Should I use an early IRA distribution to pay off my credit card balance?
Does it make sense to withdraw approximately $10,000 from my IRA and suffer the 10% tax hit on the amount in order to pay off $10,000 of credit card debt that's subject to 16% APR?
Great question. Generally withdrawing early is frowned upon in financial circles- often because it is unwise for the client, sometimes because the manager is worried about assets under management. The underlying question is can I pay the taxman more right now so that I can pay the Bank less.
Let's look deeper at the numbers to determine what is right* for you (*this is hypothetical given I don't have all your financial information and is done in rough numbers for education purposes only).
If you withdraw $10,000 you will only take home roughly $7,500 after 15% tax and 10% penalty assuming you make ~$45,000 a year or less. If you need the full $10,000 and have it available in your IRA, then we would need to take $13,350 to get the $10,000 you need to payoff the card balances. Total cost = $3,350 taxes.
(Again, if you are making $97,000 or less that could be closer to $15,000 withdrawal with a $5,000 cost)
Pay $500 a month over the next 2 years to pay off the cards. Total cost = $1,709 interest
(However, if it takes you more than 3.8 years to pay off the loans then your total interest cost increases to $3,400!)
In summary, the rough numbers seem to suggest that you'd be better off cutting money out of some other part of your budget to set up an accelerated payment plan rather than take the withdrawal.
A question like that is always more complicated and requires more context. Obviously you are under 59 1/2 if you are considering this. I would say, no, don't do it. Work hard and pay off the credit card some other way. The further away from 59 1/2 you are, the more strong my recommendatin is in this regard. Here's why:
1. If you take money out of an IRA (assuming it's not a Roth), you will pay current income taxes on the amount and a 10% tax penalty. This means that the cost of liquidating this will be a lot, even in year one. But the real concern, is that you lose the tax deferred growth of retirement money that this account was intended to provide for you. If you assume that your money might double every (7-8 years in this account - I'll show 7 for dramatic effect...lol), it would cost you something like this:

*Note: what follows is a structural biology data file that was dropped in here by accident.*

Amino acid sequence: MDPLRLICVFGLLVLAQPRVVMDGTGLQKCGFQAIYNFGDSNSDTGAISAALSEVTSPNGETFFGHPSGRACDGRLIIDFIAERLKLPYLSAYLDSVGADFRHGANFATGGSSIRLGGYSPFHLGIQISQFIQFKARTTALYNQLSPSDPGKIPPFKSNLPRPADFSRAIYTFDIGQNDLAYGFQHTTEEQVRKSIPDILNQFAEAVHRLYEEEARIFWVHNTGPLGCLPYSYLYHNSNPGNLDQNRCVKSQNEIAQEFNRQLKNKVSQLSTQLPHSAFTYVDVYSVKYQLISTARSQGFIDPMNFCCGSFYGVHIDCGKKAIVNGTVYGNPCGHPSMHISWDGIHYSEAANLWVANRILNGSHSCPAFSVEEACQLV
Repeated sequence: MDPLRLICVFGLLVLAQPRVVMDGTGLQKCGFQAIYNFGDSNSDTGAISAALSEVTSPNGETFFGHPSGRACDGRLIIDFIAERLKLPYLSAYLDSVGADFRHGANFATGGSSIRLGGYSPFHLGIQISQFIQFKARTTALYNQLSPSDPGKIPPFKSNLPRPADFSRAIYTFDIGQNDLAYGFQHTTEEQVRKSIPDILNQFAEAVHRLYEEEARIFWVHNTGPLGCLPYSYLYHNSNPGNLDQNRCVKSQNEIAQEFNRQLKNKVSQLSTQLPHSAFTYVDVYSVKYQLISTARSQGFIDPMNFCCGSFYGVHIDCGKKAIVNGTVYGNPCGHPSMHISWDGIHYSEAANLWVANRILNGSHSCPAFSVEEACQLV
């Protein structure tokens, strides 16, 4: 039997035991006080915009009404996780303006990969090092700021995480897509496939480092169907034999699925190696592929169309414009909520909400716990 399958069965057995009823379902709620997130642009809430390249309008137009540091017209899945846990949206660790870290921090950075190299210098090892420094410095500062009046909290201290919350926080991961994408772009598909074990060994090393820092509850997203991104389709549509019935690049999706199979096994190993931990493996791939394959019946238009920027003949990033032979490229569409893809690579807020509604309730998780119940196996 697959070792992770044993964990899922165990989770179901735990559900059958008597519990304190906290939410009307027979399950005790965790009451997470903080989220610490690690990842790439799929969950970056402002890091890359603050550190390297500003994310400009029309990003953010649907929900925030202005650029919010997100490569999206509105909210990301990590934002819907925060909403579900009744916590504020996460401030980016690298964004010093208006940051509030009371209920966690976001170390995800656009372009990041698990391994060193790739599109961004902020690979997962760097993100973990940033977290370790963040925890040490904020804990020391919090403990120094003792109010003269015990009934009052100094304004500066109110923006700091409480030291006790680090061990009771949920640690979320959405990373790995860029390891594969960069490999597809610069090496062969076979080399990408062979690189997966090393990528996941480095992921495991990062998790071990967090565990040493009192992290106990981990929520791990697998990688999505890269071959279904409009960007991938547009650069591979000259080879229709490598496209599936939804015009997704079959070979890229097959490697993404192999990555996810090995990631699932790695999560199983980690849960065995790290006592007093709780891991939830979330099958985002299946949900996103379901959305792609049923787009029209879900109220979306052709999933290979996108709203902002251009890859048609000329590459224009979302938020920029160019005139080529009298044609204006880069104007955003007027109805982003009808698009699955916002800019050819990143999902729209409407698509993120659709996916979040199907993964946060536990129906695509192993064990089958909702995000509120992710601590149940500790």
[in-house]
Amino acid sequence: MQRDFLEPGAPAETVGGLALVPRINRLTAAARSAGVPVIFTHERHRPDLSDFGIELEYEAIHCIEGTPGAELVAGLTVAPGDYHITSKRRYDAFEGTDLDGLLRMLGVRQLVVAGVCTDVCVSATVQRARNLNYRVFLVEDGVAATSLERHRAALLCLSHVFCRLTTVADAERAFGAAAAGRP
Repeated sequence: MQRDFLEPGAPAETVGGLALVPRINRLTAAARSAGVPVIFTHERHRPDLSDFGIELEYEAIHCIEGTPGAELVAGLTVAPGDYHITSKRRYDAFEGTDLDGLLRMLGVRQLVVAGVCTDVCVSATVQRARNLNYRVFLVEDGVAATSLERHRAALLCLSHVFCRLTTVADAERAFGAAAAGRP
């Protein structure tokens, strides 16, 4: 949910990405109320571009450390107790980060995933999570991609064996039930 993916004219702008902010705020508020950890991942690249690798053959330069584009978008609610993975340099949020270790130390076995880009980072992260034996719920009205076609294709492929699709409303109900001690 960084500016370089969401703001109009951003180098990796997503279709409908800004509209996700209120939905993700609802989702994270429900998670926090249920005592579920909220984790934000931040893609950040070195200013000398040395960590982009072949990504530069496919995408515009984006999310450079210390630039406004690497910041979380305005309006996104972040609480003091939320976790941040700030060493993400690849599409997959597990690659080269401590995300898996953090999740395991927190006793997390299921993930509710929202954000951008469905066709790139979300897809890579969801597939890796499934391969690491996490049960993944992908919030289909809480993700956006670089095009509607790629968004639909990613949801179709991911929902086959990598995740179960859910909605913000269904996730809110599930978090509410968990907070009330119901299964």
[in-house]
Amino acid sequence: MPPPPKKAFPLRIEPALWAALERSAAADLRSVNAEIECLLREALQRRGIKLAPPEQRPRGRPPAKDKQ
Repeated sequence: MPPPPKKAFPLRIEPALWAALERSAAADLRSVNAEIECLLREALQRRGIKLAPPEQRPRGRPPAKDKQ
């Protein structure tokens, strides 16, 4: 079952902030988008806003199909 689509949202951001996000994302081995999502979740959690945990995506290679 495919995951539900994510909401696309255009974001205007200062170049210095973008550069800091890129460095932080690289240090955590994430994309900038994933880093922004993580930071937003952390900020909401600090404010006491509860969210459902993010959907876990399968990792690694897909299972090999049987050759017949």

20k after 7 years, 40k after 14 years, 80k after 21 years, 160k after 28 years, 320k after 35 years (and so on...)
So the cost to you is much more than just the up front costs, but rather it is the opportunity costs. It's also a reason in places like Australia, they can't withdraw their retirement funds for purposes like these because they are designed for retirement.
I totally understand that the weight of the debt you are describing feels horrible, but there are ways you can get it paid off fast and not have to sacrifice your retirement.
Hope that helps.
No, it does not make sense. In addition to being hit with the 10% penalty, you'll increase your adjusted gross income by $10,000, and this has the potential of triggering other unintended tax consequences such as phaseouts of credits or reducing your itemized deductions. By withdrawing the $10,000 you will miss out on the growth of the market that we are experiencing right now. Depending on your age, that $10,000 could possibly grow to tens of thousands of dollars before you retire.
A better solution would be to implement a "debt snowball" or "debt acceleration" program to knock down the debt sooner than later. You'll save interest and pay off the debt sooner compared to making the minimum payments. The debt acceleration program will require you to pledge additional dollars on top of the minimum monthly payment, e.g. $50, $75, or $100, that you send in each month. You'll also need to stop using the card because you'd be defeating the purpose of the program if you keep spending using the card. You can find example spreadsheets on the internet to help you set up the plan. You do not need to pay for such a program.
Depending on your credit, you may be able to find a credit card with a 0% APR for balance transfers. If this is the case, you may find an offer that has no interest for the first year of the transfer. In your case, a 0% year would save you $1600 in interest. Now, isn't that better than paying $1000 in a penalty, and increasing your income? Good luck.
Most likely, no. Remember, the 10% tax penalty is just that,; a penalty tax over and above the income tax that you will pay on the entire withdrawal amount at your top tax-bracket rate. I would suggest a loan consolidation or, if you have a cash-value life policy, surrender any paid-up additions. They would be tax free. - Lawrence.Sorace@MulberryLaneAdvisors.com